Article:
I am studying for a sermon series on community and fellowship for our church and was struck by an odd realization.
The loss of a sense of community also signals the loss of meaningful solitude. The reason is that without meaningful relationships, solitude is no longer a nourishing respite. It is similar to the way sleep becomes different for a person that isn’t able to get out of bed. It still happens, but the way it is experienced is different from the person that is exhausted from a hard day of physical work. Without meaningful community we may fall into a state of constant loneliness, and in such a state periods of solitude may do little more than magnify the feelings of isolation.
Questions for Essentialism Chapter 5
This is a list of discussion questions to help work through the content of the book “Essentialism” By Greg McKeown.
Download a pdf of these questions here: Essentialism Questions Ch. 5
In order to figure out what is essential we need designated times and spaces in order to think. These must be free from other obligations and distractions.
- “Do not call Monday” from Frank O’brien of Conversations
- The d.school at Stanford and their thinking spaces.
- Isaac Newton and his time of solitude writing the Principia Mathematica
- Jeff Weiner CEO of LinkedIn schedules 2 hours everyday where nothing is planned.
- Bill Gates habit (think week) of taking 2 weeks off each year to read and think.
- Often our distracted schedules and frenetic pace prevent us from having time to think and reflect. How would you rate your life and schedule in this regard? Does the idea of carving out time for this seem like a reality in your life?
- Frank O’brien sets aside one day per month for his employees to get away to think and reflect. This helps them maintain a level of clarity and innovation. Availability for this is also a barometer for him to understand his work force. “If somebody can’t make the meeting because of too much going on, that tells me either we’re doing something inefficiently or we need to hire more people.” What does this barometer say about your life?
- It is often difficult to make time and space for reflection because of our daily demands. We get caught up responding to needs and emergencies that we cannot extricate ourselves to improve the systems and organizations behind the emergencies. Which parts of your weekly/monthly schedule keep you from time to reflect?
- What is keeping you from scheduling uninterrupted time for peaceful reflection?
- Do you have a place where you can “escape” and think? How well is this working? List 3 possible locations you can use to escape the calls, tweets, emails, and emergencies that keep you from time to reflect.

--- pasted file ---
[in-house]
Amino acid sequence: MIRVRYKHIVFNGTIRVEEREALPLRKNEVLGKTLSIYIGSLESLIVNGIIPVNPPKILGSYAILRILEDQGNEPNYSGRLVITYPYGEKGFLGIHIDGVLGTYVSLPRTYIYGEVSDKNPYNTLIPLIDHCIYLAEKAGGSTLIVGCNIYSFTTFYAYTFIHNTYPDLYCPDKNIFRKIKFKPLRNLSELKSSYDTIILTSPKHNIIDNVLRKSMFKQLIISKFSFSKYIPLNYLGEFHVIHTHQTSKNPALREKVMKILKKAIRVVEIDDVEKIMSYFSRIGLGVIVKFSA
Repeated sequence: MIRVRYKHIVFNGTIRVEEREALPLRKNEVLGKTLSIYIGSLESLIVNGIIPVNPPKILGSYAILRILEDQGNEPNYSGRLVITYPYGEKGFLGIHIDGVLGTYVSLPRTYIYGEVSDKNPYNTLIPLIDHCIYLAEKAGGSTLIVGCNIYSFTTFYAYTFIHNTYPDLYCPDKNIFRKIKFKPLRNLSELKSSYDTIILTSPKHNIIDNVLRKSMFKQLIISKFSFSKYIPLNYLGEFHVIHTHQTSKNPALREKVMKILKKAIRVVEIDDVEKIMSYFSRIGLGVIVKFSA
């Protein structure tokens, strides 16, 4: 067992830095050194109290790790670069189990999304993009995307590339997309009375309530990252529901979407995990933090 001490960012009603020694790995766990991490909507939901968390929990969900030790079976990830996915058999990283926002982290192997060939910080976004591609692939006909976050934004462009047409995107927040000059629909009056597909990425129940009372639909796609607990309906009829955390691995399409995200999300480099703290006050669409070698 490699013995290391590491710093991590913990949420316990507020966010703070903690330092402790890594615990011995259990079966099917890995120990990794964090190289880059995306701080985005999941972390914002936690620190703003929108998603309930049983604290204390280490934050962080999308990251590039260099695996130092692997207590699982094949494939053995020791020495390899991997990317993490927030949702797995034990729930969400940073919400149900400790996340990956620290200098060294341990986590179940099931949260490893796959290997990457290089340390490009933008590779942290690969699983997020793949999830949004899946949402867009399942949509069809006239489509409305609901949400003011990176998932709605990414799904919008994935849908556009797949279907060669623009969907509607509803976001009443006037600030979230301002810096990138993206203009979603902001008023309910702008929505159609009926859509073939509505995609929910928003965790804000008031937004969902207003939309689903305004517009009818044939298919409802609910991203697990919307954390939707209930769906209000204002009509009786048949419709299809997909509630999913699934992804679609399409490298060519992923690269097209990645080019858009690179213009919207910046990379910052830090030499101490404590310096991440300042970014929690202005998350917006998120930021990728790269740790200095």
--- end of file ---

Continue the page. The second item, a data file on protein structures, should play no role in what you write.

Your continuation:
- According to McKeown, “focus is not only something we have, it is something we do.” What keeps you from “doing” focused work? Make a list of the top 5 interruptions and distractions in your life and business.
- What can you do to get several hours away from these top interruptions and distractions from #6?
- Does technology distract you? What aspects of your connectivity hinder you from the most important things? (smart phone, social media, email, voicemail, etc).
- McKeown tells the story of the highly distracted executive that just couldn’t disconnect. In a moment of desperation he decided to give his phone away and to go to a motel with no internet access to get work done. He stayed there for 8 weeks until the major project was completed. What major project or life goal could you accomplish if you were willing to get away for just a day or two? Explore this idea before moving on.
- What nonessential things can you give up so that you can schedule regular (weekly/monthly) time for solitude and reflection? List something to give up or “quit” this week for a higher purpose.
- Jeff Weiner of LinkedIn said his single most valuable productivity tool was planning 2 hours every work day where nothing else was scheduled. (p. 68) Right now take a moment to dream (in writing) about how your life and work would change if you did this? What can you imagine would happen to your stress level? To your focus? To the way you treat others? To your productivity?
- Whether you take a whole day or week off to read and think, where can you build in a small amount of time to enrich your mind and soul through reading and thinking?
- List 3 books/articles that can help you understand your life/business/market better. Take a moment to write out what the potential benefits of this. If you can’t think of any, write down the names of 2 people you can talk to for suggestions. What will you ask them?